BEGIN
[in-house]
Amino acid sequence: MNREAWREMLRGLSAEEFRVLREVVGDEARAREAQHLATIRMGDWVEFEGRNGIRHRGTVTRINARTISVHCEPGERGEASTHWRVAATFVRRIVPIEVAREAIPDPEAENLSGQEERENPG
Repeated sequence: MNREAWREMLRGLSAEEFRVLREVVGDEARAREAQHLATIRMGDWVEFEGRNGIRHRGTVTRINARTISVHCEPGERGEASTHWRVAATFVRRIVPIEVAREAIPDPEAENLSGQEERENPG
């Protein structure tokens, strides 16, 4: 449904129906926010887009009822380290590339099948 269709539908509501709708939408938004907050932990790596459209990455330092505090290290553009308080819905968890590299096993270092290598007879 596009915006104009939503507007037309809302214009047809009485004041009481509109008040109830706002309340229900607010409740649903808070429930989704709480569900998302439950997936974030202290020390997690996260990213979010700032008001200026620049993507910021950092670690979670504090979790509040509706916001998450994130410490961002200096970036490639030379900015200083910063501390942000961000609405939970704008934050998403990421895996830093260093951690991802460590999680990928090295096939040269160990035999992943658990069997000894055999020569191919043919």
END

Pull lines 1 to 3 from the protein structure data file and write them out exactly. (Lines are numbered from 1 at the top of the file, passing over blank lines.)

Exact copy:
[in-house]
Amino acid sequence: MNREAWREMLRGLSAEEFRVLREVVGDEARAREAQHLATIRMGDWVEFEGRNGIRHRGTVTRINARTISVHCEPGERGEASTHWRVAATFVRRIVPIEVAREAIPDPEAENLSGQEERENPG
Repeated sequence: MNREAWREMLRGLSAEEFRVLREVVGDEARAREAQHLATIRMGDWVEFEGRNGIRHRGTVTRINARTISVHCEPGERGEASTHWRVAATFVRRIVPIEVAREAIPDPEAENLSGQEERENPG